The grand conclusion of all this nonsense is you can worry far less about whether you bought the right thing to work in the right way, because even if it doesn’t, it could in the future, especially for anyone with a modicum of interest in new Nintendo games and consoles. However, there are ways to be more right than wrong when making your choice. Nintendo’s done the heavy lifting for you on this one, providing a fairly robust amiibo rundown on its own website, detailing which amiibo work with which games.
As you’ll see, the only three games the amiibo communicate with at all right now are Mario Kart 8, Super Smash Bros. for Wii U and Hyrule Warriors. More importantly, some amiibo grant you a showy costume for your Mii racer in Mario Kart 8 while others do nothing at all.
The Hyrule Warriors situation is, let’s say, less compelling, dispelling meager upgraded weapons upon NFC contact and nothing more. If it’s a way to enhance a video game you’re looking for, the only real option is Super Smash Bros. for Wii U, which actually plops down a virtual version of your amiibo into battle with or against you. The more he or she fights, the better he or she gets, so it’s a bit of a train-your-pet mini-game with a dose of violence. The persistence of the character, that your Donkey Kong or Captain Falcon is the same one every time he drops into the game, is the real interesting bit. Hopefully, future games will make as strong an effort, because Mario Kart 8 and Hyrule Warriors are just check marks on a list right now.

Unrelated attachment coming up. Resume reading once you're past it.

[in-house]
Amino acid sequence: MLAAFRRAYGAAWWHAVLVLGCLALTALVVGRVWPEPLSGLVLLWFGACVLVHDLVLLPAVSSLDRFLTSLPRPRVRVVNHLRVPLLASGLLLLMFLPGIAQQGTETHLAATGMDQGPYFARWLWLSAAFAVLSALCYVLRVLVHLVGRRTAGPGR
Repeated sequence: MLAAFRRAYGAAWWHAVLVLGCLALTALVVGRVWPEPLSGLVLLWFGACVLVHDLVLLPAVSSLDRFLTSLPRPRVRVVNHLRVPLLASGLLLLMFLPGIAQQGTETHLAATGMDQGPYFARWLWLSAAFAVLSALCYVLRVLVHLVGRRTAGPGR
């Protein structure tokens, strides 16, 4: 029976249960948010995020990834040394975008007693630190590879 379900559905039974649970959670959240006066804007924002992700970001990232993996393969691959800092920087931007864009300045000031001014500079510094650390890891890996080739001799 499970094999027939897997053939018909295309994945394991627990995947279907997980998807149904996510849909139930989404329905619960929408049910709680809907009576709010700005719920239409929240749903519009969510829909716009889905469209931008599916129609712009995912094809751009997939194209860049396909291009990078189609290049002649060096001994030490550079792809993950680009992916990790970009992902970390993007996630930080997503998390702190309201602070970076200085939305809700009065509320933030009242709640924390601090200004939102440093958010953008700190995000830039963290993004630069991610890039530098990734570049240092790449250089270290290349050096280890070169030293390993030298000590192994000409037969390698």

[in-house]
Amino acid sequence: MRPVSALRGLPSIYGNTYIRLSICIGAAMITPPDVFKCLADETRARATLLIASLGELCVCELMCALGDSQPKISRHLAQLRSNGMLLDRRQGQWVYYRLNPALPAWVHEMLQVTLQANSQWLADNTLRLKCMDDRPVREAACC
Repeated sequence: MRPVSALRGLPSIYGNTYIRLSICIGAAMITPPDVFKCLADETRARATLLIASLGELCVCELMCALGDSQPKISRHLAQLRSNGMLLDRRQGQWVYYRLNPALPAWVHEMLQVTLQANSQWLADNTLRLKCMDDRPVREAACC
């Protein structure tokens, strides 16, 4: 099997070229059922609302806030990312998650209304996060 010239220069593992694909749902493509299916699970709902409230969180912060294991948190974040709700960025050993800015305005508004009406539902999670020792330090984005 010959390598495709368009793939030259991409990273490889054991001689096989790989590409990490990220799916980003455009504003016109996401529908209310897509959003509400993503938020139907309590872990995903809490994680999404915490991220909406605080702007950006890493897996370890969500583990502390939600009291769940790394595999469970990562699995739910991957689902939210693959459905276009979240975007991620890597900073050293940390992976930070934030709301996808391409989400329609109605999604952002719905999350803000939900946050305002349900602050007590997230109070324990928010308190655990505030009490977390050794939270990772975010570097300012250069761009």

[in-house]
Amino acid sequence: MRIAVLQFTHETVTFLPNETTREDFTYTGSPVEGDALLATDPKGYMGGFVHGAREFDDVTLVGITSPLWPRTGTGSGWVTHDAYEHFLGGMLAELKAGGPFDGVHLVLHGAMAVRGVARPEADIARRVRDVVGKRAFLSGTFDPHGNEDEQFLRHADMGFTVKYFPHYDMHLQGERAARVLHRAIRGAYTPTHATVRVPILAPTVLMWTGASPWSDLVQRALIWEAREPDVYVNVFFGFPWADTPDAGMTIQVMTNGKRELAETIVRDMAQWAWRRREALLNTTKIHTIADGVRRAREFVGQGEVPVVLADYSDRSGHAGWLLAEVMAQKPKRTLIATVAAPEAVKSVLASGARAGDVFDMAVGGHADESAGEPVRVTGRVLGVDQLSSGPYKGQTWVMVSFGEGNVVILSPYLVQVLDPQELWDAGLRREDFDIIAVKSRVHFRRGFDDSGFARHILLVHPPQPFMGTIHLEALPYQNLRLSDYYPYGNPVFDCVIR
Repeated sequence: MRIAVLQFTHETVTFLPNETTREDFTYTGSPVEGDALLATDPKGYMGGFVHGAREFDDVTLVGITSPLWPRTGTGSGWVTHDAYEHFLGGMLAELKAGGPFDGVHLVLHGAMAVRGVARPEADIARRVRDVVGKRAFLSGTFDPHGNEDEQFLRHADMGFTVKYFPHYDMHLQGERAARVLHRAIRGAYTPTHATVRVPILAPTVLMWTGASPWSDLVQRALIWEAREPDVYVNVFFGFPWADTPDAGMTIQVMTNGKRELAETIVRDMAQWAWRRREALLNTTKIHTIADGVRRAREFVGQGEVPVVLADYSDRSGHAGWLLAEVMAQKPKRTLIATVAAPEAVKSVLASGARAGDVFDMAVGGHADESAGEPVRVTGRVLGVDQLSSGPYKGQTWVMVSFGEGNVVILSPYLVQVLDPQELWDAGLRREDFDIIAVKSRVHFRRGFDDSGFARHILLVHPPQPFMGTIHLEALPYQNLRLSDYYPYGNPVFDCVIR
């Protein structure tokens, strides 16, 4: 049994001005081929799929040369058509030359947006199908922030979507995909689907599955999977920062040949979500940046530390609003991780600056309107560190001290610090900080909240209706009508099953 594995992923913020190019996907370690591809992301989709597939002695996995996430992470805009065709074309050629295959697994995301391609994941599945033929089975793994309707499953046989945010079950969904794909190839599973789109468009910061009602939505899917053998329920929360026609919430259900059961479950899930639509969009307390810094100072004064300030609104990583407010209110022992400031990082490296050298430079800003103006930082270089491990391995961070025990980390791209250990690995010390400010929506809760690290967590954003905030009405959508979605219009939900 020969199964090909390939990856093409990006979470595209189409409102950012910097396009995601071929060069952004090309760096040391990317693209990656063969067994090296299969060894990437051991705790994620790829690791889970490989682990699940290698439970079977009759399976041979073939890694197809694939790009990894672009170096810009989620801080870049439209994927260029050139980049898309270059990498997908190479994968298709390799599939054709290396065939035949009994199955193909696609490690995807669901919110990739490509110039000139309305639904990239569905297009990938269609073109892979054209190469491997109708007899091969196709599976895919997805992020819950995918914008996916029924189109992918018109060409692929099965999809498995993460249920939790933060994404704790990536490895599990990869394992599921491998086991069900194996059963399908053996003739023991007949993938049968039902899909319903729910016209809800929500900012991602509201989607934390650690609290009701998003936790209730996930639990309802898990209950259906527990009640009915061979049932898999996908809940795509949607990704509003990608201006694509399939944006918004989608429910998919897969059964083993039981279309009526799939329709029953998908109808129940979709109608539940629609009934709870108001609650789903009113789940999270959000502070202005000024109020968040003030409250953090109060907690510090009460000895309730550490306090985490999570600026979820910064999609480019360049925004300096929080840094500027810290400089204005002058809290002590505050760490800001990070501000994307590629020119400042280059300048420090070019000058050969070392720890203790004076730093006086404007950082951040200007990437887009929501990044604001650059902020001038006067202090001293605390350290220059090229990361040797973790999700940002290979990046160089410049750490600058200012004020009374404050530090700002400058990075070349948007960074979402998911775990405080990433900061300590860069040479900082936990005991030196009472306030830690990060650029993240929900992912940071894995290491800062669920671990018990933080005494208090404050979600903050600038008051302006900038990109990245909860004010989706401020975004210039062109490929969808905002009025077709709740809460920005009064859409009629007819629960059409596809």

The future Wii U games already confirmed for amiibo connectivity are Mario Party 10, Yoshi’s Woolly World and Kirby and the Rainbow Curse, while the already released Captain Toad: Treasure Tracker will eventually receive a patch to enable its own amiibo features, though what those features might be for any of these games remains a mystery.
Where to find Store-Exclusive Amiibos
Much like any other physical, store-bound video game release, those nasty little retailer-exclusive offers are cropping up at an alarming rate. Wave 3, specifically, is set to split four amiibo among four retailers. Lucario and all his Pokemon-enabled kid friendliness is headed to Toys ‘R Us. Shulk, representative of the super video gamey Xenoblade series, will only be available through Gamestop. Meta Knight of the Kirby franchise is going to Best Buy.